So yeah...150 minutes later, I'd really like to talk to both Ferriss and Rogan...though likely separately. 

Saturday, September 8, 2012

Renzo Gracie and Sport-wide Reputation

This whole hullabaloo over Renzo Gracie and the would-be muggers that got their comeuppance...I've kinda ignored it the last couple of days...I'm just not one to jump on hype too quickly. After seeing some memes posted on Reddit, and realizing this thing wasn't going to die, I went to take a look. I found a write up about him tweeting while waiting on said muggers.

For the life of me, I don't know why someone with as much at stake as he has would put that much evidence out there that could be used against them if the muggers ever decided to press charges for assault. They could EASILY claim they were just looking for a cigarette (as they said), and he'd be in a mess. Sounds crazy, but it happens.

Then I started wondering about what this means on a larger scale. He didn't call the cops and now these two guys are still on the street. Contrary to those who applaud his potential contribution to the safety of the streets in NY, I'm quite sure that if they WERE actual criminals, that they wouldn't magically become upstanding citizens just because one guy gave them a couple black eyes.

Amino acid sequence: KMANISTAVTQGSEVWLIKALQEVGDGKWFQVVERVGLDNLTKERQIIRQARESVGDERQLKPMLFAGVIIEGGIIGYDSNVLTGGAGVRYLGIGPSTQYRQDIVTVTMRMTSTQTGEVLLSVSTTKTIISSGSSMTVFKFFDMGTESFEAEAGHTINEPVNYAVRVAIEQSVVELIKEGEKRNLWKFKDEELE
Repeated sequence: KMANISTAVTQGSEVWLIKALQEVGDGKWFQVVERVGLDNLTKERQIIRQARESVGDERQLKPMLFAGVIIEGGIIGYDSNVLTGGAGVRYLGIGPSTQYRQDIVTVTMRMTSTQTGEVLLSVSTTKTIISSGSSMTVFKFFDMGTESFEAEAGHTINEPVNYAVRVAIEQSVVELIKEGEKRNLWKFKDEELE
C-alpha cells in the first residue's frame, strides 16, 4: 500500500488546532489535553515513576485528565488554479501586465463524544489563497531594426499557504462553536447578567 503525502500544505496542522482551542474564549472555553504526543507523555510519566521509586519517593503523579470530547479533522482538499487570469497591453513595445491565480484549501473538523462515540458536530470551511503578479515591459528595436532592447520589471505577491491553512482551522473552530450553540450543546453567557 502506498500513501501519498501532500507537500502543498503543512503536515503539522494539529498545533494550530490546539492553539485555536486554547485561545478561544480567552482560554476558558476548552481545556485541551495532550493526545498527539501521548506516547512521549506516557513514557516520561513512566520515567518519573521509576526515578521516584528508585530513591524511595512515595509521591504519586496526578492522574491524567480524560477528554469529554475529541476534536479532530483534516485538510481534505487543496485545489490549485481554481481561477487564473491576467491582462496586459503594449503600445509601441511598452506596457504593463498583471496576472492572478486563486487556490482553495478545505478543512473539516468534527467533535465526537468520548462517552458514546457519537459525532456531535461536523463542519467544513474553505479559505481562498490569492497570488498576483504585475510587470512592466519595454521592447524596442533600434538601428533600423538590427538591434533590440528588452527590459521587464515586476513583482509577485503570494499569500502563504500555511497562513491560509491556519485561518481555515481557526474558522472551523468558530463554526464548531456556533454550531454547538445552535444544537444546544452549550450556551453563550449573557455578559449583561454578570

Then there's our reputation. We're still a small enough world where outsiders (the people who will be the growth of the future of the spot) will not differentiate between people and practice. He isn't some random practitioner and the Gracie name is inseparable from the sport. All those schools out there promoting anti-bullying programs...everyone promoting jiu jitsu as a gentle art and trying to make a living off the fact that it's not just a sport for ruffians, bullies and fighters...they could all likely pay for this. People do use Google afterall. Right now it's low key, but it's exactly the kind of story that could blow up (easily with the help of people who don't want to see MMA flourish...boxing folks maybe?) and cost the entire community dearly. I've seen students commenting that they were embarrassed--that's sad. Hammurabi's code all you want, but sometimes there's more at stake than just the moment.